“Whoever. Wherever. Whenever. Everyone has the right to seek safety.” – UNHCR World Refugee Day 2022
Every year on June 20th, people across the globe celebrate and honor the journeys and contributions of refugees through World Refugee Day. The Coalition of Refugee Serving Agencies in Georgia, of which GVP is a proud member, holds an annual event to gather the community under this cause.
Each year, there is a theme that focuses on a particular piece of the refugee issue. This year, we focus on the human right to seek safety. The United Nations High Commissioner on Refugees website elaborates:
“Whoever they are, people forced to flee should be treated with dignity. Anyone can seek protection, regardless of who they are or what they believe. It is non-negotiable: seeking safety is a human right.
Wherever they come from, people forced to flee should be welcomed. Refugees come from all over the globe. To get out of harm’s way, they might take a plane, a boat, or travel on foot. What remains universal is the right to seek safety.
Whenever people are forced to flee, they have a right to be protected. Whatever the threat – war, violence, persecution – everyone deserves protection. Everyone has a right to be safe.”
“Whoever. Wherever. Whenever.” is an especially poignant tagline as we face the inequities in refugee treatment that have become salient in the past few months and years. Every refugee, no matter where they are from or when they flee, deserves the right to seek safety.
Unfortunately, we have seen discrepancies in treatment of refugees and asylum seekers. Examples are found in the almost back-to-back tragedies in the US pullout from Afghanistan and the Russian invasion of Ukraine.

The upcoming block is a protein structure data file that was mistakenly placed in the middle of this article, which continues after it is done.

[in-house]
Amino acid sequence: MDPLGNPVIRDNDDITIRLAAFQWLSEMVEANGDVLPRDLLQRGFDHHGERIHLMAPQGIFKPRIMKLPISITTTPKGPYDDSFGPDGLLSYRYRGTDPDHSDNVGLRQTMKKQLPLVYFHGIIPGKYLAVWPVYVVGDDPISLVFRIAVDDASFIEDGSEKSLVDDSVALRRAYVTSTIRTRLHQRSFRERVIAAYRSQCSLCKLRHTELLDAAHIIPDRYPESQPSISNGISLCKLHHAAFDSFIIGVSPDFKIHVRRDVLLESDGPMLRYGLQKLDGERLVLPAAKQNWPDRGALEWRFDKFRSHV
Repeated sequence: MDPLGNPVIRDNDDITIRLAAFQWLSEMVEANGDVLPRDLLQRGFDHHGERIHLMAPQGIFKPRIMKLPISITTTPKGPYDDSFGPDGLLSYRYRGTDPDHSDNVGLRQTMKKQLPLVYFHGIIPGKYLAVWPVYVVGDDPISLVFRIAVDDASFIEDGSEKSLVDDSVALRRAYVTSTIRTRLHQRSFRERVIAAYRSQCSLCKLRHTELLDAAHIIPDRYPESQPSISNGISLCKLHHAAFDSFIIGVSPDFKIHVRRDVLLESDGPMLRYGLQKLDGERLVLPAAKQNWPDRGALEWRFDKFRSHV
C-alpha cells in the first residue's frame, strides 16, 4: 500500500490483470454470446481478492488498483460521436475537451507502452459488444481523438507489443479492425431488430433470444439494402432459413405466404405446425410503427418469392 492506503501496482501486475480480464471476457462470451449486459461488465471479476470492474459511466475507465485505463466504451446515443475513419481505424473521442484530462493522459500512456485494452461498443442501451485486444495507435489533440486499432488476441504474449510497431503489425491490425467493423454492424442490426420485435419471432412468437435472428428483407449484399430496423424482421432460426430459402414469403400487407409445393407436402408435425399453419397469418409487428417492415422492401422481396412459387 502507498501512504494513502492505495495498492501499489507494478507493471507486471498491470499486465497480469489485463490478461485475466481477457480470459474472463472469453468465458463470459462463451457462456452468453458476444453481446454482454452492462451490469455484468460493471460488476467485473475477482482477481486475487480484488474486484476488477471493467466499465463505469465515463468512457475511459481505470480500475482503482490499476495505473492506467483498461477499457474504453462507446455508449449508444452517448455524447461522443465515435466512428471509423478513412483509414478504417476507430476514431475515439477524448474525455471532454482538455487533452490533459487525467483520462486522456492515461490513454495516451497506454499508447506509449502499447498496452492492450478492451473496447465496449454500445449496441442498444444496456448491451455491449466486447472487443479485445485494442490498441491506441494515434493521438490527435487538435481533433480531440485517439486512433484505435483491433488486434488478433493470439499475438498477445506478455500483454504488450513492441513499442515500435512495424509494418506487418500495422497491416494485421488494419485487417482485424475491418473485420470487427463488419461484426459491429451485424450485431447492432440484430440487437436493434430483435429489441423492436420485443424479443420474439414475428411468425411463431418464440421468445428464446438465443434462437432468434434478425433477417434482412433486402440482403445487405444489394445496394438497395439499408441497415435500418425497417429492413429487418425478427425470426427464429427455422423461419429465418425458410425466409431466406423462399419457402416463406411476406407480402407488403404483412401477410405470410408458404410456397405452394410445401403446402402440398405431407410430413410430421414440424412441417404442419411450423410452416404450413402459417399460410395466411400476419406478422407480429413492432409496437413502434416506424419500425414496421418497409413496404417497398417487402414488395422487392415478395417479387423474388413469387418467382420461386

Many groups are working on the sidelines to advocate on behalf of and successfully evacuate thousands of U.S.-allied Afghans who have been left behind. On June 14, almost ten months after the US evacuated the country, DHS announced further measures to waive some restrictions for Afghans who are in the process of seeking safety. While it is encouraging to see so many groups rally behind these friends of the U.S., it shouldn’t have to be so difficult for them to seek safety in the first place.
In the example of Ukrainian refugees, we see what rights and support refugees can and should be guaranteed in their journey to safety. European countries quickly opened their doors wide to those fleeing the violence, and many programs have been created to secure employment, education, and other opportunities for the displaced Ukrainian people. In addition, the international community is determined to support Ukrainians in their dreams of returning home. This is demonstrated concretely in the billions of US dollars and Euros and military equipment being sent to Ukraine from the beginning of the war until now. This is a sharp contrast to the treatment of refugees from many countries in Africa and Latin America who are fleeing situations just as life threatening.
Thus, an emphasis on equal rights is not simply grandioseness. And so far, I have only addressed the legal and entry points in the journey. But the UNHCR also emphasizes, “Reaching safety is just a start.” That once people who are forced to flee reach a safe country, they need “opportunities to heal, learn, work and thrive.” This is where Global Village Project’s work comes in.
The vision of GVP is that refugee girls have a safe place to learn and are equipped with the tools they need to surmount barriers to equity and accelerate their education. GVP accomplishes this safe place through specialized staff, restorative practices, culturally adaptive curriculum, and a strengths-based approach. We are intentional about creating conditions that foster belonging. We make every effort to ensure our students receive the opportunities and access they deserve as they pursue their futures.
We can all do our part to welcome refugees and advocate for policies that ensure humane and equitable treatment as folks seek safety and as they rebuild their lives in a safe place. As the UNHCR campaign states, “Protecting people forced to flee is a collective global responsibility.”